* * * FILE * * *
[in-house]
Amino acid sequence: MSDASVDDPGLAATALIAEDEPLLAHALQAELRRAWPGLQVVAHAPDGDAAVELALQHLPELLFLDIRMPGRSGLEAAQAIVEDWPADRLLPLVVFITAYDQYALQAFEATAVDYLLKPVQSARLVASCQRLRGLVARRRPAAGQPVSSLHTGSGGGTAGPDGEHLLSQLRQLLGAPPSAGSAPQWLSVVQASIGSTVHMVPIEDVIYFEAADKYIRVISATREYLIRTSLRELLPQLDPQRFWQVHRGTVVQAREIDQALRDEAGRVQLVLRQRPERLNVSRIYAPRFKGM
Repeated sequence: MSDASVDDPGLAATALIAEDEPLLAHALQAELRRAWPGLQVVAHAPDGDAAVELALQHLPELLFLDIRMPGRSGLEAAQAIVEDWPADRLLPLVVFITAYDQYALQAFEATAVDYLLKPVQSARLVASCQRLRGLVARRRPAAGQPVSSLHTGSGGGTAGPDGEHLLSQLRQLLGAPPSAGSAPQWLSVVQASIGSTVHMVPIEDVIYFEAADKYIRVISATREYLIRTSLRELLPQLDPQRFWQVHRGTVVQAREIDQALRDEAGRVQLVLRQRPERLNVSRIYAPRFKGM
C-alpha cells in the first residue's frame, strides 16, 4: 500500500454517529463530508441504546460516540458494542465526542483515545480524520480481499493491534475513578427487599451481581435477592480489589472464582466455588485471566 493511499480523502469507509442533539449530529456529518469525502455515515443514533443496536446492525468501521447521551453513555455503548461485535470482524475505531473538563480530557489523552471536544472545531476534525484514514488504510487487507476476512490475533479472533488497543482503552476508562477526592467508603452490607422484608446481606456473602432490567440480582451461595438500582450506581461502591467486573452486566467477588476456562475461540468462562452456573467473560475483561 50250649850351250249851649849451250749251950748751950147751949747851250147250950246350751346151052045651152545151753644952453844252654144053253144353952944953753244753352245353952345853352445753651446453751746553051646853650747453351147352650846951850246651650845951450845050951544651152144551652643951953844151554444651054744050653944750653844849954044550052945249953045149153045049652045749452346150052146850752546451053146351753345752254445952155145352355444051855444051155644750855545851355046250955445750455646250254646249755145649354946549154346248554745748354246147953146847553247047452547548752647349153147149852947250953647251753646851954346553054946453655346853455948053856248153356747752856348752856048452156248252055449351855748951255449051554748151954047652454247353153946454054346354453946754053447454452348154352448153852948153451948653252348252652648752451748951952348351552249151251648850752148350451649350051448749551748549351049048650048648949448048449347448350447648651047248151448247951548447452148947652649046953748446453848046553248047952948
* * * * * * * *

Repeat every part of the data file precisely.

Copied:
[in-house]
Amino acid sequence: MSDASVDDPGLAATALIAEDEPLLAHALQAELRRAWPGLQVVAHAPDGDAAVELALQHLPELLFLDIRMPGRSGLEAAQAIVEDWPADRLLPLVVFITAYDQYALQAFEATAVDYLLKPVQSARLVASCQRLRGLVARRRPAAGQPVSSLHTGSGGGTAGPDGEHLLSQLRQLLGAPPSAGSAPQWLSVVQASIGSTVHMVPIEDVIYFEAADKYIRVISATREYLIRTSLRELLPQLDPQRFWQVHRGTVVQAREIDQALRDEAGRVQLVLRQRPERLNVSRIYAPRFKGM
Repeated sequence: MSDASVDDPGLAATALIAEDEPLLAHALQAELRRAWPGLQVVAHAPDGDAAVELALQHLPELLFLDIRMPGRSGLEAAQAIVEDWPADRLLPLVVFITAYDQYALQAFEATAVDYLLKPVQSARLVASCQRLRGLVARRRPAAGQPVSSLHTGSGGGTAGPDGEHLLSQLRQLLGAPPSAGSAPQWLSVVQASIGSTVHMVPIEDVIYFEAADKYIRVISATREYLIRTSLRELLPQLDPQRFWQVHRGTVVQAREIDQALRDEAGRVQLVLRQRPERLNVSRIYAPRFKGM
C-alpha cells in the first residue's frame, strides 16, 4: 500500500454517529463530508441504546460516540458494542465526542483515545480524520480481499493491534475513578427487599451481581435477592480489589472464582466455588485471566 493511499480523502469507509442533539449530529456529518469525502455515515443514533443496536446492525468501521447521551453513555455503548461485535470482524475505531473538563480530557489523552471536544472545531476534525484514514488504510487487507476476512490475533479472533488497543482503552476508562477526592467508603452490607422484608446481606456473602432490567440480582451461595438500582450506581461502591467486573452486566467477588476456562475461540468462562452456573467473560475483561 50250649850351250249851649849451250749251950748751950147751949747851250147250950246350751346151052045651152545151753644952453844252654144053253144353952944953753244753352245353952345853352445753651446453751746553051646853650747453351147352650846951850246651650845951450845050951544651152144551652643951953844151554444651054744050653944750653844849954044550052945249953045149153045049652045749452346150052146850752546451053146351753345752254445952155145352355444051855444051155644750855545851355046250955445750455646250254646249755145649354946549154346248554745748354246147953146847553247047452547548752647349153147149852947250953647251753646851954346553054946453655346853455948053856248153356747752856348752856048452156248252055449351855748951255449051554748151954047652454247353153946454054346354453946754053447454452348154352448153852948153451948653252348252652648752451748951952348351552249151251648850752148350451649350051448749551748549351049048650048648949448048449347448350447648651047248151448247951548447452148947652649046953748446453848046553248047952948